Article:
Even though the river trips carried participants to the deep backcountry of southeastern Utah, the meals served on the trips were always first-class fine dining (with unfortunately maybe a little beach sand). My brother cooked extensively in a Dutch oven on the majority of these trips, and he has shared many of those recipes over the past few years with me.

The first Dutch oven meal he taught me was chicken cordon bleu. This dish was one of the most anticipated meals of the trip.  The flavors developed in the Dutch oven make this decadent meal even better tasting then when prepared at home in a traditional oven. I think this meal is a great first-timer Dutch oven meal because it is really, really hard to mess up. And while it is great for the Dutch oven newbie, it is also so amazingly fantastic that it is the perfect meal for impressing your guests with. Sitting around the campfire with a plate full of roasted chicken and ham, melted cheese, and creamy sauce will make even the most cynical camper love the outdoors!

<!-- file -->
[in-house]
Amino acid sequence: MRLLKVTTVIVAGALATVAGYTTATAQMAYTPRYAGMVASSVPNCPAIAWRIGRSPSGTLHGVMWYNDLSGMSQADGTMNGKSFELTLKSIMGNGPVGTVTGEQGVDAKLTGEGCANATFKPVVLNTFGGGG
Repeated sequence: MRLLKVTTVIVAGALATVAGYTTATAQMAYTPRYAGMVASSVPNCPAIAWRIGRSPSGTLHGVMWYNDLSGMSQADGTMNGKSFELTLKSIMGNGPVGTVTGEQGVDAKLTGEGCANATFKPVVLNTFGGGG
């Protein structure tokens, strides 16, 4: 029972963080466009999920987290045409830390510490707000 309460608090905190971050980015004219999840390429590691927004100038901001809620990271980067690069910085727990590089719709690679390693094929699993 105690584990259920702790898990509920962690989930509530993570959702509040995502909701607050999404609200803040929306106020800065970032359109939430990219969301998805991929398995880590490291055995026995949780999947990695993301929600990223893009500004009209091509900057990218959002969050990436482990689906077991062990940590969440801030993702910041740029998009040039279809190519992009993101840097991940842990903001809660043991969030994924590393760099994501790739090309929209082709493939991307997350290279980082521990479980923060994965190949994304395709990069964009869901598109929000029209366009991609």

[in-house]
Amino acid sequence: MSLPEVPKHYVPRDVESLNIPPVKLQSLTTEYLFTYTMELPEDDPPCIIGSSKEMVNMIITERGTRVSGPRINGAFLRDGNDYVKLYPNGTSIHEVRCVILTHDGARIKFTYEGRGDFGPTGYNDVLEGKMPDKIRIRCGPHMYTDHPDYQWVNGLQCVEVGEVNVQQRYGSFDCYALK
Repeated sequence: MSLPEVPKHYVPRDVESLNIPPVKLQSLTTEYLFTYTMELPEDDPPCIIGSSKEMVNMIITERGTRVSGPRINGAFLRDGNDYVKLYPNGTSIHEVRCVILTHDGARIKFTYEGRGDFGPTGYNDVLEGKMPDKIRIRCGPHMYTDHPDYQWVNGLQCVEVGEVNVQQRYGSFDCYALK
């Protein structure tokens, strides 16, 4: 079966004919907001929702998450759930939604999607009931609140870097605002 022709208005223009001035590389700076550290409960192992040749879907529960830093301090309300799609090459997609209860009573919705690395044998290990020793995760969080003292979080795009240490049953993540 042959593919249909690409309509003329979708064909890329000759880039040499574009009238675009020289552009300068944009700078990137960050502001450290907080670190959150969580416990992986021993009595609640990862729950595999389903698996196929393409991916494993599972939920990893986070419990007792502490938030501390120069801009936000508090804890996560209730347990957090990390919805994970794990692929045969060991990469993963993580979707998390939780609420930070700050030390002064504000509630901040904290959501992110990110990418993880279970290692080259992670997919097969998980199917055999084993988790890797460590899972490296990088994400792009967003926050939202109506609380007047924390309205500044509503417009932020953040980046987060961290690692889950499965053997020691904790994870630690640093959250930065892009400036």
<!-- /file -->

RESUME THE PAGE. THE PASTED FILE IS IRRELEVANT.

As always, start with getting the coals ready.  This meal will need about a total of 35 coals, so I always do a couple extra because some burn down to unusable during the heating process. To heat my coals, I purchased my charcoal chimney at the Sportsman’s Warehouse for about $20.00 and it was worth every penny. All you do is crumple up a few pages of newspaper and stuff them under the base of the chimney, add your coals, and light the paper. You don’t need lighter fluid or even the match light coals. Initially, the chimney will set the coals on fire, much like the barbeque pit. After a few minutes, the coals will go down and they will start to ash over. It takes about ten to fifteen minutes for the coals to be ready. I usually pull mine from the heat when the top ones are half grey and half black. If you wait until the top ones are completely grey then the bottom ones are almost gone. A reminder I ALWAYS need when cooking with my dutch oven is to remember to not set up my dutch oven just in the dirt. The dirt will extinguish the coals (I know, common sense should take over here, but I do it all the time!) I usually set my dutch oven up on a flat rock, but you can also buy metal pans that make the process even easier!